Rajoy is not taking things seriously
The Spanish prime minister appears to be isolating himself from his allies and turning a blind eye to the jihadist threat
While François Hollande, Barack Obama, Vladimir Putin and Angela Merkel were making their moves on the playing board of the crisis triggered by terrorism, Mariano Rajoy was busy playing sports commentator for the Champions League soccer matches on the Cope radio station on Wednesday evening.
Little more needs to be said about the way the Popular Party’s candidate for re-election is failing to take things seriously; rather, the prime minister appears to be isolating himself from his international allies and turning a blind eye on the concerns caused by the jihadist threat.
His foreign minister, José Manuel García-Margallo, went so far as to say that EL PAÍS will not define the Spanish government’s strategy, in reference to this newspaper’s recent revelation that Spain was considering bolstering its military contingent in Africa’s Sahel region.
It is a positive development that Rajoy wants to run his plans by the other parties first. But that’s only if there are any plans to begin with
Nothing could be further from our intention, but what people need to know is whether a government strategy exists at all. For the moment, Spain remains on the sidelines, while our country’s main partners and allies are engaging in numerous meetings with one another.
Germany’s announcement that it will send 650 troops to Mali to relieve the efforts of the French soldiers stationed there puts even more of a spotlight on the Rajoy administration’s ambiguous attitude. What is it waiting for, exactly?
According to statements made by the defense minister, the government is waiting for French President François Hollande to ask for something. But Spanish officials should take note of the fact that French Prime Minister Manuel Valls has openly said that his country is “open to any help that will relieve our operations abroad.”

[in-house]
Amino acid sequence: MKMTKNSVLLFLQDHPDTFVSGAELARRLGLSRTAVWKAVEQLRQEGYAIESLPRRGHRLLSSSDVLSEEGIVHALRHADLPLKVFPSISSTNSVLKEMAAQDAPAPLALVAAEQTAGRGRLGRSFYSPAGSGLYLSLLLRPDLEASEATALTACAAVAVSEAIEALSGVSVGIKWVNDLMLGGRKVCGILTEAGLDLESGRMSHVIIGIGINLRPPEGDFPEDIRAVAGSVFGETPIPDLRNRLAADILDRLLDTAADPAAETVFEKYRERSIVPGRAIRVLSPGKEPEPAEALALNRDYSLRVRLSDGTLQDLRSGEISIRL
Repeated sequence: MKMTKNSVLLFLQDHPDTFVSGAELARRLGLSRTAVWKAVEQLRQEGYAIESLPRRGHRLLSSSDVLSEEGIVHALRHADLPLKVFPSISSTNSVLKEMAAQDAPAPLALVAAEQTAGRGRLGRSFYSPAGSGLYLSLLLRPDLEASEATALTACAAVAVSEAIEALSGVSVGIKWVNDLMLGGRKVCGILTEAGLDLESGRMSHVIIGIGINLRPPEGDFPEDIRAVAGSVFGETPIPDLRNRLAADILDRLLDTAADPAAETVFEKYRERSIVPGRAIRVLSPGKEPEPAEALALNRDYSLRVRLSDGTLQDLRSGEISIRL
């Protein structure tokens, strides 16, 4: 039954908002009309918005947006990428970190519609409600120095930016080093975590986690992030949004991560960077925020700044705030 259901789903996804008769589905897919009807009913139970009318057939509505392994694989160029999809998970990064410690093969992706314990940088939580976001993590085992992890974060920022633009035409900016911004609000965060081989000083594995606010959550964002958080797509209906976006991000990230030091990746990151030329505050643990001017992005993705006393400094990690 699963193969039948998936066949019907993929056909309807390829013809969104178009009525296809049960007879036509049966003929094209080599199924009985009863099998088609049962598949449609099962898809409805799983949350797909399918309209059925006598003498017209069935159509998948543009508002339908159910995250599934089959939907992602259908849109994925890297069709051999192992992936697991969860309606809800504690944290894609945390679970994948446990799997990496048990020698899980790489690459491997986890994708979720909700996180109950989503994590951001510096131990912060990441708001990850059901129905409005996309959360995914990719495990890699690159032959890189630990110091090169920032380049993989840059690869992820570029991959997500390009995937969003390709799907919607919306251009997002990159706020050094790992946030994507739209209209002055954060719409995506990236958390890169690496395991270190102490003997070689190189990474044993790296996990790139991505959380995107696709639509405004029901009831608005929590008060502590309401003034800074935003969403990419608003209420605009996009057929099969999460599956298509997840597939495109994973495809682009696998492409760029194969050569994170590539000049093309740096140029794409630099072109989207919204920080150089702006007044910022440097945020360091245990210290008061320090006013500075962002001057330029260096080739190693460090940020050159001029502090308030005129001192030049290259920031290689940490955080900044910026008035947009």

This position is quite logical in a country that has 20,000 troops deployed in foreign missions and 10,000 more reinforcing domestic security back home.
And what is truly unbelievable is that neither Rajoy nor Socialist Party leader Pedro Sánchez are going to be there today at the meeting of the anti-terrorist pact that will welcome new parties into its fold, including Ciudadanos.
Just when an opportunity emerges for Spanish politicians to show broad cross-party consensus, the leaders of the two forces that created the pact in the first place decide not to show up. Ciudadanos chief Albert Rivera is being more coherent, as he has chosen to attend even if Rajoy and Sánchez do not; so is Podemos, which, despite disagreeing with the pact itself, will send a representative to illustrate the point that it wishes to participate in the fight against terrorism.
To act like Don Tancredo – a figure who stood still as a statue – sends a bad sign to our citizens. We’re not talking about embarking on military adventures, but about complying with article 42.7 of the European Union Treaty, which was recently invoked by France and which states that “if a Member State is the victim of armed aggression on its territory, the other Member States shall have towards it an obligation of aid and assistance by all the means in their power.”
There is no sense in repeating the mistakes of the past made by the government of José María Aznar (who unilaterally supported the 2003 invasion of Iraq), so it is a positive development that Rajoy wants to run his plans by the other parties first. But that’s only if there are any plans to begin with.
What is not acceptable is to delay responding to a public security problem because of the upcoming general elections. Neither is trying to get citizens to vote without knowing where the candidates stand on such a sensitive issue.
English version by Susana Urra.